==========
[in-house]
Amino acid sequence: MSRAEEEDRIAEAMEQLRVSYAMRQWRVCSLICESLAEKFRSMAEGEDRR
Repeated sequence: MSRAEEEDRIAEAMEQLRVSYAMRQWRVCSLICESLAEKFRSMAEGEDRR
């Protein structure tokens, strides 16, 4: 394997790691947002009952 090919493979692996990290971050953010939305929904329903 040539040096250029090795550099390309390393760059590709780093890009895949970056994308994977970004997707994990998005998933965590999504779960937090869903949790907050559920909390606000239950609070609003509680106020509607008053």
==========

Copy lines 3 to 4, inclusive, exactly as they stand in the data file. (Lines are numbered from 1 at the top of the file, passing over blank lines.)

Repeated sequence: MSRAEEEDRIAEAMEQLRVSYAMRQWRVCSLICESLAEKFRSMAEGEDRR
């Protein structure tokens, strides 16, 4: 394997790691947002009952 090919493979692996990290971050953010939305929904329903 040539040096250029090795550099390309390393760059590709780093890009895949970056994308994977970004997707994990998005998933965590999504779960937090869903949790907050559920909390606000239950609070609003509680106020509607008053």